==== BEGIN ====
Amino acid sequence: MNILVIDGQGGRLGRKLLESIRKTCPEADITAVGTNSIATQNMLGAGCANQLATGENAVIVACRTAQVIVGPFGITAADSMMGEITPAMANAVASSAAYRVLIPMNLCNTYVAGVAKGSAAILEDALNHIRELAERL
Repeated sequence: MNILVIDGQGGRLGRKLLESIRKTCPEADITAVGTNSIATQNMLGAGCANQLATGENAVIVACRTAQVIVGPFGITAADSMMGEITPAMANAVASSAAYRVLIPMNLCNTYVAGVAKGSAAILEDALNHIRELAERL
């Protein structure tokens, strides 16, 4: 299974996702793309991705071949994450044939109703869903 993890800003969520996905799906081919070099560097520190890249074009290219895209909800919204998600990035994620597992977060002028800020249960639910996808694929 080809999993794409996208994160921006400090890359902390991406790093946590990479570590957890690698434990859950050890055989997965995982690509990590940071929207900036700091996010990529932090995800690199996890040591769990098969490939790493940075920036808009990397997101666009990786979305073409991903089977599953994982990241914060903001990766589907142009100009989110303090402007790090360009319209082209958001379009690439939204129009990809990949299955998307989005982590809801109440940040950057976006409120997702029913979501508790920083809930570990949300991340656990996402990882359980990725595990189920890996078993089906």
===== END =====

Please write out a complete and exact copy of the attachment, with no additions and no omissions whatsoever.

Amino acid sequence: MNILVIDGQGGRLGRKLLESIRKTCPEADITAVGTNSIATQNMLGAGCANQLATGENAVIVACRTAQVIVGPFGITAADSMMGEITPAMANAVASSAAYRVLIPMNLCNTYVAGVAKGSAAILEDALNHIRELAERL
Repeated sequence: MNILVIDGQGGRLGRKLLESIRKTCPEADITAVGTNSIATQNMLGAGCANQLATGENAVIVACRTAQVIVGPFGITAADSMMGEITPAMANAVASSAAYRVLIPMNLCNTYVAGVAKGSAAILEDALNHIRELAERL
């Protein structure tokens, strides 16, 4: 299974996702793309991705071949994450044939109703869903 993890800003969520996905799906081919070099560097520190890249074009290219895209909800919204998600990035994620597992977060002028800020249960639910996808694929 080809999993794409996208994160921006400090890359902390991406790093946590990479570590957890690698434990859950050890055989997965995982690509990590940071929207900036700091996010990529932090995800690199996890040591769990098969490939790493940075920036808009990397997101666009990786979305073409991903089977599953994982990241914060903001990766589907142009100009989110303090402007790090360009319209082209958001379009690439939204129009990809990949299955998307989005982590809801109440940040950057976006409120997702029913979501508790920083809930570990949300991340656990996402990882359980990725595990189920890996078993089906």